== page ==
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Prove that the square of an odd integer

  1. Sep 9, 2004 #1
    I'm not a very logical person, and I would hardly consider math a strength so, I'm stuck with these proofs:

    1. Prove that every positive integer, ending in 5 creates a number that when squared, ends in 25

    2. Prove that if n is an even positive integer, then n^3 - 4n is always divisible by 48.

    3. Prove that the square of an odd integer is always of the form 8k + 1 , where k is an integer.

    Thank you. :wink:
  2. jcsd
  3. Sep 9, 2004 #2


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    In all these problems you know something about the form of the integers being considered, use this information.

    For example in Q2, n is even so you can write it as n=2m for some positive integer m. Substitute this into n^3-4n and try to show it's divisible by 48, irregardless of the value of m (do you know modular arithmetic yet?).

    Same deal will work for Q3, except your number is odd here.

    For Q1, can you think of a simple general form for numbers ending in 5? I can't think of a good hint off hand that doesn't give too much away...
  4. Sep 9, 2004 #3
    I've never studied the modular arithmetic yet. Unless you are referring to a arithmetic sequence?

    Anyways, working ahead on Q2, I've gotten from:

    n^3 - 4n



    2m^3 - 4 (2m)

    2m^3 - 8m

    2m (m^2 - 4)

    2m (m + 2) (m - 2)

    Not sure where to go from there?
  5. Sep 9, 2004 #4


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    That should be [itex]8m^3-8m[/itex] which, by the way can be expressed as [itex]8m(m-1)(m+1)[/itex]. :-)
  6. Sep 9, 2004 #5
    I really have no clue what your doing but doesnt that factor to 8m(m-1)(m+1)?

    I dont understand what we are trying to do here...

    (2)^3-4(2) = 0
    is 0 divisible by 48??? I guess so, but then again.. everything is divisible by everything, its just not guaranteed to give a whole number as an answer.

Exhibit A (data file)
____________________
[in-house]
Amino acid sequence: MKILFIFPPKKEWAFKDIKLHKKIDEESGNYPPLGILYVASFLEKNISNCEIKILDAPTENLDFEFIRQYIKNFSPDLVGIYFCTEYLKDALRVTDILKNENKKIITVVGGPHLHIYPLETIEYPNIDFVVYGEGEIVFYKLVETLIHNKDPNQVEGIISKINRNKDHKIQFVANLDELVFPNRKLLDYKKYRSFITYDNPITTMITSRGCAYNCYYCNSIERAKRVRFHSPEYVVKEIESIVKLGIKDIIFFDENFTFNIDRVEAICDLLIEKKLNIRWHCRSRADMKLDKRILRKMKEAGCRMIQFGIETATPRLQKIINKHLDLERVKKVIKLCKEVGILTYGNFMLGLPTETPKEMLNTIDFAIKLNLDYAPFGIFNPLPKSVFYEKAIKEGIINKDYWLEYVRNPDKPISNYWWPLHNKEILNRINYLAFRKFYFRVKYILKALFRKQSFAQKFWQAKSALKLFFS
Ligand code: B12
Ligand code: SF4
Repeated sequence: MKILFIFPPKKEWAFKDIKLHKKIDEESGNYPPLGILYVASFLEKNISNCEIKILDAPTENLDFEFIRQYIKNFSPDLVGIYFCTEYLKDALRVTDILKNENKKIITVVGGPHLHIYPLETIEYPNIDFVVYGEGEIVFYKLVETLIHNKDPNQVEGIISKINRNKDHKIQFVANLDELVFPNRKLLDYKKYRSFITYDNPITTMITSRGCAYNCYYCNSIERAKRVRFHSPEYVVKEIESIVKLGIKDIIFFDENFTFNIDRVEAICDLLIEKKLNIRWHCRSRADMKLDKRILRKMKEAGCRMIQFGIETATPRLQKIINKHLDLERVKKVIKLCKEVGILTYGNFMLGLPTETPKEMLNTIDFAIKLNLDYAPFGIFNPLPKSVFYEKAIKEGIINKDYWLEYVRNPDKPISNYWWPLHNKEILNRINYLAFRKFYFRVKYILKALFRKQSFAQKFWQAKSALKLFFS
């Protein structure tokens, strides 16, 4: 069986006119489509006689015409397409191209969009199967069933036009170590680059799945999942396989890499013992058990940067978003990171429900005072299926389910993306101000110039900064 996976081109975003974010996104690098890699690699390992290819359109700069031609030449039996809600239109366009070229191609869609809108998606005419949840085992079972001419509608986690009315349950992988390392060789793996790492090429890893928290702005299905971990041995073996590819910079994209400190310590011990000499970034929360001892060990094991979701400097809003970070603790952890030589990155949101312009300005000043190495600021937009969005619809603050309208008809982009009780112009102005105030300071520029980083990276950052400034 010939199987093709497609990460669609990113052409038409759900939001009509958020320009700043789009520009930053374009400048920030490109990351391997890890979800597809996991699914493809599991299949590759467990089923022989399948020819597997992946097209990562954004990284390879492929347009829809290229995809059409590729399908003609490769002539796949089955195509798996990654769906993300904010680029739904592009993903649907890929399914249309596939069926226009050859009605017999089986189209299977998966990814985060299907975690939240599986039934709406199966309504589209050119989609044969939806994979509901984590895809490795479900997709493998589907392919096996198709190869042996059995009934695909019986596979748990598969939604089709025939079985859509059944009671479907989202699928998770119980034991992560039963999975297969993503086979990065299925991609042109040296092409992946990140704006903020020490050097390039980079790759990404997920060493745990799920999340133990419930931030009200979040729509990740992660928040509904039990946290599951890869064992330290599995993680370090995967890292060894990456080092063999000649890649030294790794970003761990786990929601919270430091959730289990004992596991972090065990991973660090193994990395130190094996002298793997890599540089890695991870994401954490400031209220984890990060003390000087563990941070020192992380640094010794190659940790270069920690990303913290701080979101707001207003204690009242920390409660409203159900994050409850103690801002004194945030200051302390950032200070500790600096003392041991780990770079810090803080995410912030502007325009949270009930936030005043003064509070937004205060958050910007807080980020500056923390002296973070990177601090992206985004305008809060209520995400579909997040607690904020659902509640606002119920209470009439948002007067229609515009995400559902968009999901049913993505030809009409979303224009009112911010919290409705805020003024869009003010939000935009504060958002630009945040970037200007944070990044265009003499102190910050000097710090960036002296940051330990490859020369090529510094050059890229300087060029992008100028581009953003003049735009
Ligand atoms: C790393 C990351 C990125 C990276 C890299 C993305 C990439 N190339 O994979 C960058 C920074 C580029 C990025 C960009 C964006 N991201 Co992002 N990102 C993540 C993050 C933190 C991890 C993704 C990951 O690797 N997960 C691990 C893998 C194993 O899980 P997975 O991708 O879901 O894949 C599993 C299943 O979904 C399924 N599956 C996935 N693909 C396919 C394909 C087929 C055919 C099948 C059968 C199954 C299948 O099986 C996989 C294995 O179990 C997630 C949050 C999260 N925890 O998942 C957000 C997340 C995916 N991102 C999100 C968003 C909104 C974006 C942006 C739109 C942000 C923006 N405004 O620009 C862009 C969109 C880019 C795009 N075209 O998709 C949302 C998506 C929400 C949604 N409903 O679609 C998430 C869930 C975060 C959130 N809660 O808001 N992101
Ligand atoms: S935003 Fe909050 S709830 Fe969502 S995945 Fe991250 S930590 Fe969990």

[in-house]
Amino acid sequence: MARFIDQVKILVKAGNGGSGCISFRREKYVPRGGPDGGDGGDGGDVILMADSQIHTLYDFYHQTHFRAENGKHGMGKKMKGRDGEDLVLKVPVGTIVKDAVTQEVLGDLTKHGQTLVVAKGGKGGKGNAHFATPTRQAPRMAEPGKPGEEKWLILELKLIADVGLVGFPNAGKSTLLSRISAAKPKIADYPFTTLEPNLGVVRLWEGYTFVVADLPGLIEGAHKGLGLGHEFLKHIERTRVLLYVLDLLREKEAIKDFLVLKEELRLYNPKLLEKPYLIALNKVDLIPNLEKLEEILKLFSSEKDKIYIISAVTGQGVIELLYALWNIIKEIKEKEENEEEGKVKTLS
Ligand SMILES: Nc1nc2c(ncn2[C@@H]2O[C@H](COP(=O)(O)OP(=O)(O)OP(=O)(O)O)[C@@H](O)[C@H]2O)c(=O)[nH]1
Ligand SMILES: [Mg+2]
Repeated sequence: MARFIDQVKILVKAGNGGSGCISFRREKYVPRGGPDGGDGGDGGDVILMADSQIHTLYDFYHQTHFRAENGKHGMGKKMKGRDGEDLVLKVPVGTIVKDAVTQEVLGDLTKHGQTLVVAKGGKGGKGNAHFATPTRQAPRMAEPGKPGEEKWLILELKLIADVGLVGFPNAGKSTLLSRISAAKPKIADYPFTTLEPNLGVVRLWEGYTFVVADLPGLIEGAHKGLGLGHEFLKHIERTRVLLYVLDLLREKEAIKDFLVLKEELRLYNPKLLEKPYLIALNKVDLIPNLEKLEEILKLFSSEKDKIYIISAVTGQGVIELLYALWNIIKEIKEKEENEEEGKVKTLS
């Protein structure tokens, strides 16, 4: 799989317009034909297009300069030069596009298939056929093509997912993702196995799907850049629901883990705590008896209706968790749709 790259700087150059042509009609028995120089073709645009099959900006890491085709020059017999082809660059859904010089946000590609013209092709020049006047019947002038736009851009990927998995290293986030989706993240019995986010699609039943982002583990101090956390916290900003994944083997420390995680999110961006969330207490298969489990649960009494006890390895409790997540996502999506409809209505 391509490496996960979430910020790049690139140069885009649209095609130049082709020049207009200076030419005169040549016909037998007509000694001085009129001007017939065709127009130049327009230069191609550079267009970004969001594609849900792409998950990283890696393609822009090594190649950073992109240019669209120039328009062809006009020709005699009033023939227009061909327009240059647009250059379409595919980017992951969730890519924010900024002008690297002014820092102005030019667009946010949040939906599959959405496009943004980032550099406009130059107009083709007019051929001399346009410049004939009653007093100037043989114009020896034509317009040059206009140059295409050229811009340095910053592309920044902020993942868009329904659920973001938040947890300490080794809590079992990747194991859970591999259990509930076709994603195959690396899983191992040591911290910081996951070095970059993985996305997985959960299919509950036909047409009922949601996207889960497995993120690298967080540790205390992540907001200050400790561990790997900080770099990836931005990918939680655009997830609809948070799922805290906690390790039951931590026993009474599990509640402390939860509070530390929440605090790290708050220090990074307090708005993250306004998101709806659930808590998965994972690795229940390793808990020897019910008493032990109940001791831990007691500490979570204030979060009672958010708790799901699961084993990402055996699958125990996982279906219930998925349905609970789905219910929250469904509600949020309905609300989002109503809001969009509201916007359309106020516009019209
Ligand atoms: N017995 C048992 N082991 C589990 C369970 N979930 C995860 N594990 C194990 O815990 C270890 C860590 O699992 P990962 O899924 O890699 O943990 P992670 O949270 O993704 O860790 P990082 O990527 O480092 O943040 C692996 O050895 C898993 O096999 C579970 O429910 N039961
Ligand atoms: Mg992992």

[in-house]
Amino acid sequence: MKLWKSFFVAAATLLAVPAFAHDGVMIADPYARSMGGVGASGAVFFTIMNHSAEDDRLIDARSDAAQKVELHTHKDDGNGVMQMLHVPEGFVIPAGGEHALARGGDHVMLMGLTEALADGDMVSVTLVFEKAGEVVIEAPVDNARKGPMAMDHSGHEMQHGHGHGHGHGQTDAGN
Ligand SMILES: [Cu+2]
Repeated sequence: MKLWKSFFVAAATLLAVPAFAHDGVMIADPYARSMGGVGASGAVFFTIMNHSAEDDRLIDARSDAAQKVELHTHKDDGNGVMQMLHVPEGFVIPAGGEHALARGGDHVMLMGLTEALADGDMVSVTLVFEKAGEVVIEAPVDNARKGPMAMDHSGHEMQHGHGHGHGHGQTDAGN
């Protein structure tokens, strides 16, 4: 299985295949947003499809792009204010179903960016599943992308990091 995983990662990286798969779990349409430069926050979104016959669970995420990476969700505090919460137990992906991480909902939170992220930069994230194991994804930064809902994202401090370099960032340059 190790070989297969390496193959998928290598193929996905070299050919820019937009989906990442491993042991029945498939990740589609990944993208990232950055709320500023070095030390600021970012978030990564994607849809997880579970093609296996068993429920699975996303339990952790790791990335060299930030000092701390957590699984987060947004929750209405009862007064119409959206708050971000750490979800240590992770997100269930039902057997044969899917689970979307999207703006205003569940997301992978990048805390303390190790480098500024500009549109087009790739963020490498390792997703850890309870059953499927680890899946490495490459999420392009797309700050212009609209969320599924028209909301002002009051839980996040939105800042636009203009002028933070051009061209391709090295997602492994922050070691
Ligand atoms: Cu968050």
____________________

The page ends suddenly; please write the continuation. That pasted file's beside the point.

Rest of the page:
7. Sep 9, 2004 #6


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    Careful with those substitutions, brackets are easy to miss:)

    Now, you can clearly see that 8 divides [itex]8m(m-1)(m+1)[/itex], because of the 8 in front. What can you say about the [itex]m(m-1)(m+1)[/itex] part? Is it even? odd? divisibly by what? Try subbing in a few values of m (say 1 to 5) and see if anything jumps at you.

    ps. Modular arithmetic is different from arithmetic sequences, and can give a handy way of dealing with divisibility kind of problems. It's not necessary here though, so don't worry about it.

    pps. 0 is divisible by everything, in the integer sense of "divisible". we say a is divisible by b if there exist c where a=bc (a,b, c all integers). In the case of a=0 and b=anything, take c=0.
  8. Sep 9, 2004 #7


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    schmoe: BTW - you don't need modulo arithmetic.

    musky ox: Divisibility in math has a specific meaning - namely an integer is divisible by another integer if there is no remainder.
  9. Sep 9, 2004 #8


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    For the 5 proof, this is how I would go about it (I do this for ending in 5, and NOT ending in 25, to give you something to expand on):

    We have a number ending with 5 which has another digit in it, x is the other digit, and y it's position (with 0 being the position of the 5, so y > 0, and x and y are contained within Z). This way we can show if a digit is in any position to the left of the 5, it won't affect the final result.

    (x*10^y+5)^2 = (x*10y)^2 + 2*x*10^y*5 + 5^2 = 100*(xy)^2 + 10*x*10^y + 25

    Now, we only want the last digit so we mod by 25, now:
    (x + y) mod z = ((x mod z) + (y mod z)) mod z
    (x*y) mod z = ((x mod z)(y mod z)) mod z

    *by the way, this equation really spreads out, and I don't know latex. The underlined abd bolded portions signify work being done.

    (100*(xy)^2 + 2x*10^2 + 25) mod 10